By Ipeksu Yucel ’25
The sound of laughter and children’s stories filled Derryfield’s library each Thursday afternoon. By this time, most students had headed to sports practices or left campus for the day but a small group of tutors stayed to meet with local elementary and middle school-aged refugees from Afghanistan. Oftentimes, the hour felt far too short as it passed by quickly with conversation, math worksheets, and vocabulary practice.
The program began in early November 2022 with just a handful of students and tutors. Since then, it has grown to include at least ten Derryfield tutors who dedicate their time weekly to the fifteen or so students who arrive eager to learn. When I walked into the library for the first session, I did not realize the impact we would have on the lives of these children. But more than that, I was not prepared for the way that they would shape mine.
Can’t. It seemed to be the word that emerged frequently throughout our vocabulary lessons. As a teacher, you learn quickly how disheartening it is for your students to believe that they are incapable. It is true that the English language is a complicated tangle of letters and syllables. Even we as high school students and native speakers sometimes have to pause and correct a word we have misspelled or a sentence we have read incorrectly. The more time I dedicated to tutoring, the more I realized that the most valuable lesson we could instill in the children was not math or spelling. It was determination—it is taking the fear of mistakes and turning it into a world of opportunity. Instead of seeing those incorrect answers as something to be ashamed of, something to run from—they could be viewed as an opportunity to become a successful student. When I asked one of the children what he thought about our program he said, “I like it because we really learn. We go word by word together. We understand. I’m not afraid to be wrong.” Our goal in each activity, from addition worksheets to sight word practice, was to ensure our students genuinely understood the things they were learning, even if that meant making mistakes in the process. We recognized and validated that it can be difficult to remain positive and persistent when you cannot see the progress made day-to-day or even week-to-week. However, during our final lesson, I watched in delight as my student read a book he originally didn’t even want to open for fear of failure. I listened as he mispronounced a word, corrected it himself with no frustration, and kept going. I also watched as he embraced a new favorite word on the page. Can.
The refugee children were not the only ones who learned from the experience. If anything, in our short time together I learned more from these children than I could have possibly in a classroom: the value of education. I realized that far too often we take it for granted. We forget what a privilege it is to be educated. We pass on opportunities to learn and to grow perhaps because we are too afraid or perhaps because we simply expect there will be more opportunities to come.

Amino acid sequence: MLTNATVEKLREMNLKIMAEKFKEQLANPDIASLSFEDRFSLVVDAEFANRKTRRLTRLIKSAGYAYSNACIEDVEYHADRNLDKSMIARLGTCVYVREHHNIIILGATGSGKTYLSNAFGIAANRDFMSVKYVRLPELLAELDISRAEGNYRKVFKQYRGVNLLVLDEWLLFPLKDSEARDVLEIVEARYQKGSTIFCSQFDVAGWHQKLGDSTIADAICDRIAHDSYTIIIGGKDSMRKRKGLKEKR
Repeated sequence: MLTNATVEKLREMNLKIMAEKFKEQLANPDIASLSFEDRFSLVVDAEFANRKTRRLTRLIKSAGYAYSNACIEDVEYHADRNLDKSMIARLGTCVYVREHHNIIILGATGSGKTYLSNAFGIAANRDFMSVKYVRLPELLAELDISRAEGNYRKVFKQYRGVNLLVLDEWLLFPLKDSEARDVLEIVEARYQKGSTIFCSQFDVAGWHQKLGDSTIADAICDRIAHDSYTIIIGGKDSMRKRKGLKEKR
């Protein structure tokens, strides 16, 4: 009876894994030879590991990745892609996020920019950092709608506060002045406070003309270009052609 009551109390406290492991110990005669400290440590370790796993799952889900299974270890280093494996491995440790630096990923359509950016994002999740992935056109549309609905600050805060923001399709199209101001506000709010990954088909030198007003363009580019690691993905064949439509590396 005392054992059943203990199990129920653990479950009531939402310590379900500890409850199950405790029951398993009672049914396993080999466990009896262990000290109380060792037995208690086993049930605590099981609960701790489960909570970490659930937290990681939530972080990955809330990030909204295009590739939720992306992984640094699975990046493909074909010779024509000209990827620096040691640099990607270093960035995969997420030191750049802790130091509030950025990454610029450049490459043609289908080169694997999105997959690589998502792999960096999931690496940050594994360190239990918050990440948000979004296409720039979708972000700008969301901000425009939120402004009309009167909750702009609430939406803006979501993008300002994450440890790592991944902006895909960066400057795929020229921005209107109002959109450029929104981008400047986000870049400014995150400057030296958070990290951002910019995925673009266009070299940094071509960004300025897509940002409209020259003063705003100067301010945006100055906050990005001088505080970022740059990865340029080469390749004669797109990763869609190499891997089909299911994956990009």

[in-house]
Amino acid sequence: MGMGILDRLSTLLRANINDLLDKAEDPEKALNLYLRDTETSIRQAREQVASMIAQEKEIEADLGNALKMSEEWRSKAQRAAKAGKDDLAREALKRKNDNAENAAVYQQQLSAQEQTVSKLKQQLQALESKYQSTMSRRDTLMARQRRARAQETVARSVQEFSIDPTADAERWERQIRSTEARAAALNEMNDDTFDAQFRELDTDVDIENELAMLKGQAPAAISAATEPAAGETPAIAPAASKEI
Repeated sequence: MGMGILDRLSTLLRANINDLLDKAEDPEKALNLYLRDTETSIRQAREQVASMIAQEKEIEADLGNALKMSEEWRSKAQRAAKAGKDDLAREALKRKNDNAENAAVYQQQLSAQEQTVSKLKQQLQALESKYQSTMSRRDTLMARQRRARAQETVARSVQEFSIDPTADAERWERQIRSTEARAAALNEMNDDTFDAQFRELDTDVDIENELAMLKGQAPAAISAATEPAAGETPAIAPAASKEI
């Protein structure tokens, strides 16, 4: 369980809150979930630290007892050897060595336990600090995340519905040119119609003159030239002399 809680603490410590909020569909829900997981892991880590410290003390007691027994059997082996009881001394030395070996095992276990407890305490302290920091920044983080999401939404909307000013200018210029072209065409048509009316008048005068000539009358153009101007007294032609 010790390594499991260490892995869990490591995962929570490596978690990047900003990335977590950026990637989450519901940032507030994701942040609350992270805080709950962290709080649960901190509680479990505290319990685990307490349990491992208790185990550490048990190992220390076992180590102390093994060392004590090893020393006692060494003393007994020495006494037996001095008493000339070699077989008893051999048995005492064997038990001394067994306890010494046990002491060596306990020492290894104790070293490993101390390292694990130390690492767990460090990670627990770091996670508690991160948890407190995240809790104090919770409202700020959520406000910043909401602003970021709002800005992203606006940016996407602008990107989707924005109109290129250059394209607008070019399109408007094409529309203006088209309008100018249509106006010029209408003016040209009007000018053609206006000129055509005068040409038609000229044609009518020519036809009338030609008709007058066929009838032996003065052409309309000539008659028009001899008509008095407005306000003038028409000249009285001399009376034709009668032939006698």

On our final day together, we decorated and flew kites. Many of the children adorned theirs with the Afghanistan flag, a beautiful tribute to home. They shared with us their own stories about flying kites back home and many noted it was the first time they had flown them since leaving their country of origin. As they watched their kites soar through the sky, falter occasionally, and then find the wind once more, I truly hope they saw the parallel to their journeys.
Another Lesson Learned:
I have found many of us become so consumed in our own hardships that we fail to recognize or acknowledge the unimaginable challenges of those around us. And we become far too comfortable in our own existence. Following the end of our school-year tutoring program, I had the opportunity to speak with the mothers of some of the students. I arrived at their apartment, tucked into the center of Manchester. The space was small and unadorned but the sounds of children’s laughter and mother’s fast-paced conversation brought a feeling of welcoming and familiarity, surrounding me like a warm embrace. They graciously welcomed me into their homes and into their lives as we sat on the floor of a bedroom and talked through a translator. In their limited English, they shared with me stories of their lives in Afghanistan and their struggles with the Taliban, an Islamic fundamentalist group in their home country. When asked if, despite all the hatred, the violence, and the terror they have faced at the hands of the Taliban they missed their home, one mother commented, “Every second, every day,” but she said that in the end, “You do what you have to do.” Most of these children and families never expected to leave their lives of security, attending private schools and sports practices not so dissimilar from ourselves. But they are here, navigating an unfamiliar land and culture, limited by language. Most of these children are no older than twelve.
This experience had a profound effect on me and the ways in which I view our world. These young children, having persevered through hatred and cruelty CHOSE to embrace our program with an open mind and kindness. They found delight and optimism in learning—you could see it on their faces as their skills improved and grew. It reminded me of my privilege to attend Derryfield, but also the importance of sharing what I’ve learned with others. As the school’s statement of philosophy notes best, “Academic achievement without compassion and concern for others is meaningless.”